As a mother for the first time during the Chinese Hungry Ghost period, veteran getai host Liu Lingling should be exhausted, given that she has to work every night this month.
But the 51-year-old, whose son will be one year old next month, says: "I've wanted to be a mother for so long, and now that I am one, there's really nothing that can make me feel tired.
"When you have so much love for your baby, how can you feel tired? Even after I return home after a long night of work at a getai show, and my baby wakes up and wants to be fed, I'll be more than happy to do it. I see it only as having more time to spend with my son."
Liu was speaking to Life! on Friday at a press session to promote her upcoming horror flick Bring Back The Dead. In the film, she plays a confinement nanny, who forms a close bond with Jia En (Jesseca Liu), a young mother who is distraught when her son dies in a car accident.
Liu says she was a lot more exhausted during the same Hungry Ghost period last year, when she had been pregnant - in secret - and filming the movie Everybody's Business all at the same time.
"Last year, I would be filming the movie in the day, and then hosting getai shows at night - all while being very pregnant. So that was a lot tougher. This getai season is no problem for me - at least I get to rest in the day," she says with a chuckle.
Sitting beside her at this interview is Everybody's Business director Lee Thean-jeen, who also helms Bring Back The Dead.
He says sheepishly: "If I had known she was eight months pregnant while filming my movie last year, I would not have made her do so many takes. But Lingling is really a professional, and worked really hard."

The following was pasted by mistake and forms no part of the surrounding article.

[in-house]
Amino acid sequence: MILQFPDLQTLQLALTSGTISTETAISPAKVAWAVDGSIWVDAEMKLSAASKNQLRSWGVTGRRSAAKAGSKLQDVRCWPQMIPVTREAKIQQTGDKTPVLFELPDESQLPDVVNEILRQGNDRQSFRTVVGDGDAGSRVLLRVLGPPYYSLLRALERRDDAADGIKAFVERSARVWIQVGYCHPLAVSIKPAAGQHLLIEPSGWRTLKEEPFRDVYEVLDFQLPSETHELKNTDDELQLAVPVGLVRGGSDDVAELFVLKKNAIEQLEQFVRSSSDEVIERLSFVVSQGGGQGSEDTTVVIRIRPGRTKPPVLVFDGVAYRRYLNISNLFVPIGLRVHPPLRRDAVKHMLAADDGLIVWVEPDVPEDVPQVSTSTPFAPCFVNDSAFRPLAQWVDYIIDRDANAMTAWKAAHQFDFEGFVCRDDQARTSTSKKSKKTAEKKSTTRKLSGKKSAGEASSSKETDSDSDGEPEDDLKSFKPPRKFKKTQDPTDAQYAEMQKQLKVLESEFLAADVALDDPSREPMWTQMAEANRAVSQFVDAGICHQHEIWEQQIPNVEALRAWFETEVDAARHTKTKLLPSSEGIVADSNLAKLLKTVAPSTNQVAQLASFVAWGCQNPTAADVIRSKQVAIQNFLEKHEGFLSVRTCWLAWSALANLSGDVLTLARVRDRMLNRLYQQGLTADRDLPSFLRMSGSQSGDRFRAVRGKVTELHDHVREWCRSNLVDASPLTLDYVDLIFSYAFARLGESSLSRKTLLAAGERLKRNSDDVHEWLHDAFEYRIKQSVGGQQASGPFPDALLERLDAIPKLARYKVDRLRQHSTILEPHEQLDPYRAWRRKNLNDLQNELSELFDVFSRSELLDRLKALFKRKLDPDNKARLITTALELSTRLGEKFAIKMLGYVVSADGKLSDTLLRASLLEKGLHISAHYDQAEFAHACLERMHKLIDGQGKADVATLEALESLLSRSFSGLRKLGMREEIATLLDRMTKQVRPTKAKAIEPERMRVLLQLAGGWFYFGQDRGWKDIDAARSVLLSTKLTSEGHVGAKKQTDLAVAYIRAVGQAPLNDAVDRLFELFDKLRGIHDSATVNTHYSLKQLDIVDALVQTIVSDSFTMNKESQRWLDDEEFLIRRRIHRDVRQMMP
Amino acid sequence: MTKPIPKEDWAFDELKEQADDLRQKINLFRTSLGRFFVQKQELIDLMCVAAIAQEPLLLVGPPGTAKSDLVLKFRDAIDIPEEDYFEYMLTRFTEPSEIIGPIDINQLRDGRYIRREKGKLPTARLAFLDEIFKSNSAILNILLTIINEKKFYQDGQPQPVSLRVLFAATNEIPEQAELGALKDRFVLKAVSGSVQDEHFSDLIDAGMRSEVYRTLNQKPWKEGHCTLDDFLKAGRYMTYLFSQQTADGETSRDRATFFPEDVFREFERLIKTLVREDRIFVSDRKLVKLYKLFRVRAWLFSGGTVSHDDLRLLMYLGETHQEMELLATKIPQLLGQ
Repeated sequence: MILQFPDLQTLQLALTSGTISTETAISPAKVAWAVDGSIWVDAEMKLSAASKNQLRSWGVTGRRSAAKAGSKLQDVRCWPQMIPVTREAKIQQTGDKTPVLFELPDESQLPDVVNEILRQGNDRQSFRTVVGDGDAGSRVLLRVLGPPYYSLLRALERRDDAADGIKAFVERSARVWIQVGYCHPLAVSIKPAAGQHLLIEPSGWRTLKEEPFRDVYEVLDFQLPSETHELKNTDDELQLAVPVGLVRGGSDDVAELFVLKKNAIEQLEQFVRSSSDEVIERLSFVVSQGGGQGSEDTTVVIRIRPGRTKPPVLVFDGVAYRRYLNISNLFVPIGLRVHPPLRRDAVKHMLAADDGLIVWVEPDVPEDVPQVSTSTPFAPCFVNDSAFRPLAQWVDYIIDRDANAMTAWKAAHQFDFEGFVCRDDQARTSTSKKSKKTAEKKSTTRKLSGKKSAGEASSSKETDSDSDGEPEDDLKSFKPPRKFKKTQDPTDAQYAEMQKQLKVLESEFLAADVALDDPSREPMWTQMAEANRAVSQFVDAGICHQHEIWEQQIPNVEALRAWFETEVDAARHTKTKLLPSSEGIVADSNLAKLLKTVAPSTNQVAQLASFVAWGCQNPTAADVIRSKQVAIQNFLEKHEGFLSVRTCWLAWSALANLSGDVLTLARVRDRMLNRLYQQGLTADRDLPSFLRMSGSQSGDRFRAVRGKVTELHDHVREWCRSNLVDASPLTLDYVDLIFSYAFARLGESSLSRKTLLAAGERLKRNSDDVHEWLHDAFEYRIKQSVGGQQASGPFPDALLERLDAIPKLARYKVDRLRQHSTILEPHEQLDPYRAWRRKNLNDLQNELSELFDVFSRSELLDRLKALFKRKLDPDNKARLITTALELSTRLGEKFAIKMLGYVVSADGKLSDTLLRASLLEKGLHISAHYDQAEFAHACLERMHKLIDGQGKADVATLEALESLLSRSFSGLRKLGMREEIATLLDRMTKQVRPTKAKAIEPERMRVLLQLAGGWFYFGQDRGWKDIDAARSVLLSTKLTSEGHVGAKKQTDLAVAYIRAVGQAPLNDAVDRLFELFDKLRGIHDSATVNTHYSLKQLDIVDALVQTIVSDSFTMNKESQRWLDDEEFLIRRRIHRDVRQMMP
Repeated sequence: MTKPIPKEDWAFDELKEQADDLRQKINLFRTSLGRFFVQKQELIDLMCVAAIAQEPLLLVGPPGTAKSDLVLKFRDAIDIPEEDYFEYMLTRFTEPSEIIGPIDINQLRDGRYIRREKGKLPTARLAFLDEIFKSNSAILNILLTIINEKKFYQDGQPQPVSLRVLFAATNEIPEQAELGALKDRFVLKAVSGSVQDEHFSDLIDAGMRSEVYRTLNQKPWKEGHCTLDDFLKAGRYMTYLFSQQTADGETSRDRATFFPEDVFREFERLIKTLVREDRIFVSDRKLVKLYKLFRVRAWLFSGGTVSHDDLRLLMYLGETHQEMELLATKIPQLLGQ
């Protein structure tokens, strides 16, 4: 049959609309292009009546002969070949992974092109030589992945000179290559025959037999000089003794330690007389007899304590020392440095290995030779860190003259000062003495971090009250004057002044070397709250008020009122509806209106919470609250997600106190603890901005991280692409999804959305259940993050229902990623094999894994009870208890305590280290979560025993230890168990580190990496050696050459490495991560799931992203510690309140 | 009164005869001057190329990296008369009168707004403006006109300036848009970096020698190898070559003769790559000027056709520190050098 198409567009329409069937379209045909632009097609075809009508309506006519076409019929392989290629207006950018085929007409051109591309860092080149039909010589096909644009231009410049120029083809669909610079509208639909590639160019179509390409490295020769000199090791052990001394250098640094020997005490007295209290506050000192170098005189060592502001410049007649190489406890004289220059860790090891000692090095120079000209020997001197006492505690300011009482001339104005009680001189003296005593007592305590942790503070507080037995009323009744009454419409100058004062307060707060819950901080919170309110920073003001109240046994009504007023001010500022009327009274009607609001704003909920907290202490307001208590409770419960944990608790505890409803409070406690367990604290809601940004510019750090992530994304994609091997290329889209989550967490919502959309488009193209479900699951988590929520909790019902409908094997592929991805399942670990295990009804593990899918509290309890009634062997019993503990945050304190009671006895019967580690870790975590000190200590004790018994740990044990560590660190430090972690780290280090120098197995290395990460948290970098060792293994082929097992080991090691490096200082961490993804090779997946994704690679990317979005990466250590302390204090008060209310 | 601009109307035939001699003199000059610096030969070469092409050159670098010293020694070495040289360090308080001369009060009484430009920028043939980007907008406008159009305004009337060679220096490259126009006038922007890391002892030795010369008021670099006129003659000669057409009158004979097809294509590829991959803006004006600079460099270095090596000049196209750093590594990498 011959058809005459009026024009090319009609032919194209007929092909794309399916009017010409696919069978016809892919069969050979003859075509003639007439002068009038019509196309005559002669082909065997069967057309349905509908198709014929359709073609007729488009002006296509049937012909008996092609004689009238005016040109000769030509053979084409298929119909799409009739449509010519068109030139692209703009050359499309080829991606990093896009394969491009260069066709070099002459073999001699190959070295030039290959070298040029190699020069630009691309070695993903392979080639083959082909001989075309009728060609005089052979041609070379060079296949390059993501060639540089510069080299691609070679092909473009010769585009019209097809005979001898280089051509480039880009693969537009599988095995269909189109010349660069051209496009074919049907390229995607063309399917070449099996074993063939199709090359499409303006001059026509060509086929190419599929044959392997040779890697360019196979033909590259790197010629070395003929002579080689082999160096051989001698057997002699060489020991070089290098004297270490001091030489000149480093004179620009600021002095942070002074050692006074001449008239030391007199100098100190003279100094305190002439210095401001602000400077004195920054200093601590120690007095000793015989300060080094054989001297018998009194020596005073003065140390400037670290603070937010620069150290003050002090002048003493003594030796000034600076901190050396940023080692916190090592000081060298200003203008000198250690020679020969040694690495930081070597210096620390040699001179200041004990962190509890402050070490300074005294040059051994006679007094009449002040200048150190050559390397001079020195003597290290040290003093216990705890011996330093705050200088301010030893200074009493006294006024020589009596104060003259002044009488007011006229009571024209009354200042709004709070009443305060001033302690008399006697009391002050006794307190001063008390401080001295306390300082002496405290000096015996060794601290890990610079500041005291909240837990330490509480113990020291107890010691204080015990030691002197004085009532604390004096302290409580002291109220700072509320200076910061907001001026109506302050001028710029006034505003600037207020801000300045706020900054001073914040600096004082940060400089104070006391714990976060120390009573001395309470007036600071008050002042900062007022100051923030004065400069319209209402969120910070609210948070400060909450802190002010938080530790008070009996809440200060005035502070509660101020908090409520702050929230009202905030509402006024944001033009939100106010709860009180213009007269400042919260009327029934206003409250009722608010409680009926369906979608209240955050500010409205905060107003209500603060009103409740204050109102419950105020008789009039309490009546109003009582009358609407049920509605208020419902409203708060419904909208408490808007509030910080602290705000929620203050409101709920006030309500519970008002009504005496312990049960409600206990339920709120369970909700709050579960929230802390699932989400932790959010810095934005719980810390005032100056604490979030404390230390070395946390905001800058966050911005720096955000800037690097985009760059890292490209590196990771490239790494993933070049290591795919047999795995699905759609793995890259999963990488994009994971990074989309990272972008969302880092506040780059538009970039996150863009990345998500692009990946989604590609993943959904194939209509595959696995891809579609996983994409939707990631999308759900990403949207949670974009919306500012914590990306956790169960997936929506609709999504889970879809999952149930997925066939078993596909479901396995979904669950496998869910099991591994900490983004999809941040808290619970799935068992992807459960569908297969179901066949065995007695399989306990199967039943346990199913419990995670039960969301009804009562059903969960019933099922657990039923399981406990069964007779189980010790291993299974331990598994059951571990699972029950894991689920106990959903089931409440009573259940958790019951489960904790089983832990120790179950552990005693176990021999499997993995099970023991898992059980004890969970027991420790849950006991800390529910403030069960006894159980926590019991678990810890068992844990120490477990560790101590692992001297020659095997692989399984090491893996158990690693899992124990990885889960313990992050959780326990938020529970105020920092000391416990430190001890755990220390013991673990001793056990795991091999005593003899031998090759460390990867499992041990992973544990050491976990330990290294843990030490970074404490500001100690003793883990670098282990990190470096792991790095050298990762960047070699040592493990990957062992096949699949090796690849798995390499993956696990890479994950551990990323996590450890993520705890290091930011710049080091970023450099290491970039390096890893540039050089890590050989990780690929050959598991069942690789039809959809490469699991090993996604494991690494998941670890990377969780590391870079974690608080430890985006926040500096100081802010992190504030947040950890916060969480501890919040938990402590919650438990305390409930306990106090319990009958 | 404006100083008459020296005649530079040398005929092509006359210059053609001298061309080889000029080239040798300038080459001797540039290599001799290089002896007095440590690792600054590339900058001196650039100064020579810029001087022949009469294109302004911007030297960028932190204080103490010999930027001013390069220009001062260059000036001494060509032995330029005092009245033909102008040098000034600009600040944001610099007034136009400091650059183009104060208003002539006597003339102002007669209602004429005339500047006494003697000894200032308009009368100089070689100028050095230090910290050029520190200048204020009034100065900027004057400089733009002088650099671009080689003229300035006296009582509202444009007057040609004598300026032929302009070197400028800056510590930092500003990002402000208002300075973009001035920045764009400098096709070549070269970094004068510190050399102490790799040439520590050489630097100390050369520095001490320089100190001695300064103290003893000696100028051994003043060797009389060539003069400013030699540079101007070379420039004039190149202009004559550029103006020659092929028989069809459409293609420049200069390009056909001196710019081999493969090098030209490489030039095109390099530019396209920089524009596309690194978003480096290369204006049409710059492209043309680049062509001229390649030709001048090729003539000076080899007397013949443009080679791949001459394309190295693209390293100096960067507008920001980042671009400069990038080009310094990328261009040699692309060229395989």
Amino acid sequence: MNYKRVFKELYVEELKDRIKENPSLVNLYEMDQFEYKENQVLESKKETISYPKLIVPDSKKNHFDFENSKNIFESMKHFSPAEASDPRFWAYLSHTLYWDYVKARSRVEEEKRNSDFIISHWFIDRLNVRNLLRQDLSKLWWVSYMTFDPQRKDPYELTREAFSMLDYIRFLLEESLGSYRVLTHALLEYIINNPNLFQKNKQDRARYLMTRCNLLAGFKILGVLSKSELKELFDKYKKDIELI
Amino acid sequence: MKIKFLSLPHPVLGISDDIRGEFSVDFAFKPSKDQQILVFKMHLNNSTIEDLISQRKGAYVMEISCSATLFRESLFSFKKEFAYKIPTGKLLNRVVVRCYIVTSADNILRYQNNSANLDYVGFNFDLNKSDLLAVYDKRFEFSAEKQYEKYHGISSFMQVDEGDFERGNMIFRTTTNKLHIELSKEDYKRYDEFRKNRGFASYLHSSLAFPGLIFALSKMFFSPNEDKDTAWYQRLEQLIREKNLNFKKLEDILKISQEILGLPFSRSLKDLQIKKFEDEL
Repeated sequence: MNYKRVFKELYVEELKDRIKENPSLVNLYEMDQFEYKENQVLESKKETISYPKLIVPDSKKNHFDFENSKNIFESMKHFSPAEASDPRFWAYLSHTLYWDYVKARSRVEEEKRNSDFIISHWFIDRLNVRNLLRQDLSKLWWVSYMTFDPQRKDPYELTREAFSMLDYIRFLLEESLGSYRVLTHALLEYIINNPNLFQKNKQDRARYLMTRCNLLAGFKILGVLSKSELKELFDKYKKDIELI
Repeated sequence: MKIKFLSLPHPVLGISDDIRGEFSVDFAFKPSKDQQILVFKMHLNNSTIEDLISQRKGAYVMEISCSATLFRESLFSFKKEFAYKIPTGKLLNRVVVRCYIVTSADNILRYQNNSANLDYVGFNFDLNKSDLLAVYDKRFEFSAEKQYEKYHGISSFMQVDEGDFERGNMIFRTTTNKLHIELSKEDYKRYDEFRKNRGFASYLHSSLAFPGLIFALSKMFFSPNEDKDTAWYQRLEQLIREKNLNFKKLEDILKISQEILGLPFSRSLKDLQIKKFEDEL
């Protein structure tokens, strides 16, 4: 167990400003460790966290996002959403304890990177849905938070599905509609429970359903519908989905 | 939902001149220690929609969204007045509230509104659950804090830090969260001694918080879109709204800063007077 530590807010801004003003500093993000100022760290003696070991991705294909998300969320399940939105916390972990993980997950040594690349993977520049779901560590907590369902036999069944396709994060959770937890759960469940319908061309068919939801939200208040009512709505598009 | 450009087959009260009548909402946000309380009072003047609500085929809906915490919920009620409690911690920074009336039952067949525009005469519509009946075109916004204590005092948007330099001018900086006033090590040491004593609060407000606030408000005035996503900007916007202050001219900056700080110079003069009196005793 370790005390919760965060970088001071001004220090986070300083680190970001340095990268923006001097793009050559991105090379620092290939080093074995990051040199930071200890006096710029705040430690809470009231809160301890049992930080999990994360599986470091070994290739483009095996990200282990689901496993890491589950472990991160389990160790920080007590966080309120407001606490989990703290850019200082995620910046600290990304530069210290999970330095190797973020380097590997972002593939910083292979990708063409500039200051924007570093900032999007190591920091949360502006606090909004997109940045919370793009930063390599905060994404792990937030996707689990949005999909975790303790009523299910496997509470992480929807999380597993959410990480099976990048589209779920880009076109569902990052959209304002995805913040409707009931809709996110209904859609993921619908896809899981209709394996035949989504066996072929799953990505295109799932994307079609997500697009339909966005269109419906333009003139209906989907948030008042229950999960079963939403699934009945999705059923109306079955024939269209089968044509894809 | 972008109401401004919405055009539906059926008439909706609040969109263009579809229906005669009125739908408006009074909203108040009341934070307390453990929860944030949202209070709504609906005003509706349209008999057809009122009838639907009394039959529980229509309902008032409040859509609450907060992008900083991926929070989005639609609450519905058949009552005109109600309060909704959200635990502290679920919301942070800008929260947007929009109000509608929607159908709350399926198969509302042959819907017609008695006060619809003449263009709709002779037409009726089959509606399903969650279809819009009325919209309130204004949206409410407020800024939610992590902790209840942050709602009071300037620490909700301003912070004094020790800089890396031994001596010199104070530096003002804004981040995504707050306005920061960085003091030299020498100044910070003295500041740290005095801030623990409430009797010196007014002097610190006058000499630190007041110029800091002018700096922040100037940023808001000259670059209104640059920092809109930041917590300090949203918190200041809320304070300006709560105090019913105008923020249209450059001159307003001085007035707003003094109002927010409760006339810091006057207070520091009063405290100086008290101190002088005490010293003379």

Liu, who does not talk about her marital status, had reportedly kept her pregnancy a secret as she did not want anyone to feel disappointed should anything have gone wrong with it. She made headlines for giving birth to her boy, whom she calls Xiang Xiang, at the age of 50.
The baby was conceived via in vitro fertilisation (IVF), though she has declined to reveal the identity of the father. It was her second attempt at artificial insemination, after the first ended in a miscarriage in 2011.
"I'm just very happy being a mother, you know? And I can tell everyone is very interested in my son. Everywhere I go, the first question that people ask me is no longer 'How are you?', but 'How is your baby doing?'"
The film also stars Taiwanese actor-host Jacko Chiang Wei-wen, 42, as Jia En's increasingly frustrated and impatient husband.
He is also a new parent - he and his wife Lisa Kao have a one-year-old son Jackson - but says he and Liu did not exchange any parenting tips.
"We didn't even get the chance to get past the point of my utter shock about her being a new parent, to talk about tips. When she said that she has a son, I assumed that he would already be in high school.
"When I found out that he's just an infant, I couldn't believe it. It's just incredible so I ended up asking all sorts of questions about her and her well-being, rather than about how to raise kids. Looking at Liu Lingling as inspiration, I told my wife that we could wait for quite a while on the second child."
Bring Back The Dead, which was shot for a budget of $1.1 million over 19 days in June, is slated for release either later this year or early next year.